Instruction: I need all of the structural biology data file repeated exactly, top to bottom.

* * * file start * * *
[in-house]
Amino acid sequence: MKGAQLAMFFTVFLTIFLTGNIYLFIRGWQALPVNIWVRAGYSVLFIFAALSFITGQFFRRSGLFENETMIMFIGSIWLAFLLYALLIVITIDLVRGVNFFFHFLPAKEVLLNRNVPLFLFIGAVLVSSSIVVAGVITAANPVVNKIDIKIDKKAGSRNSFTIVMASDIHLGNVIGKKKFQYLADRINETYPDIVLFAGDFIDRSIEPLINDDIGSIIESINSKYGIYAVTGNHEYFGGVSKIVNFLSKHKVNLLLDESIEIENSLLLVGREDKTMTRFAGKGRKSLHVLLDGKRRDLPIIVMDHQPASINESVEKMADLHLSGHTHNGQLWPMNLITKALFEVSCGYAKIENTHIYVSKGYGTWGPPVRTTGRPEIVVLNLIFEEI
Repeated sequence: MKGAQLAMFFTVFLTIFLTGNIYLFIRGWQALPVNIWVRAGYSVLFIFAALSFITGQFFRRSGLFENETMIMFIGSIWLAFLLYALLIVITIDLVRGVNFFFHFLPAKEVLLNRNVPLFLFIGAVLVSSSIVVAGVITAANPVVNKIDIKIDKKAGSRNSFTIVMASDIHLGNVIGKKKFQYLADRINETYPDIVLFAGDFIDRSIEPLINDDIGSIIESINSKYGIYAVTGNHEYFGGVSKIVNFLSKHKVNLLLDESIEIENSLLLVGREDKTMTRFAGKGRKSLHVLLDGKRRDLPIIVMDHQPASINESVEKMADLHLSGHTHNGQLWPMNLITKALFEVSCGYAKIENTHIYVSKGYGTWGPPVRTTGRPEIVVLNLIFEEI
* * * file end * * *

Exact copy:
[in-house]
Amino acid sequence: MKGAQLAMFFTVFLTIFLTGNIYLFIRGWQALPVNIWVRAGYSVLFIFAALSFITGQFFRRSGLFENETMIMFIGSIWLAFLLYALLIVITIDLVRGVNFFFHFLPAKEVLLNRNVPLFLFIGAVLVSSSIVVAGVITAANPVVNKIDIKIDKKAGSRNSFTIVMASDIHLGNVIGKKKFQYLADRINETYPDIVLFAGDFIDRSIEPLINDDIGSIIESINSKYGIYAVTGNHEYFGGVSKIVNFLSKHKVNLLLDESIEIENSLLLVGREDKTMTRFAGKGRKSLHVLLDGKRRDLPIIVMDHQPASINESVEKMADLHLSGHTHNGQLWPMNLITKALFEVSCGYAKIENTHIYVSKGYGTWGPPVRTTGRPEIVVLNLIFEEI
Repeated sequence: MKGAQLAMFFTVFLTIFLTGNIYLFIRGWQALPVNIWVRAGYSVLFIFAALSFITGQFFRRSGLFENETMIMFIGSIWLAFLLYALLIVITIDLVRGVNFFFHFLPAKEVLLNRNVPLFLFIGAVLVSSSIVVAGVITAANPVVNKIDIKIDKKAGSRNSFTIVMASDIHLGNVIGKKKFQYLADRINETYPDIVLFAGDFIDRSIEPLINDDIGSIIESINSKYGIYAVTGNHEYFGGVSKIVNFLSKHKVNLLLDESIEIENSLLLVGREDKTMTRFAGKGRKSLHVLLDGKRRDLPIIVMDHQPASINESVEKMADLHLSGHTHNGQLWPMNLITKALFEVSCGYAKIENTHIYVSKGYGTWGPPVRTTGRPEIVVLNLIFEEI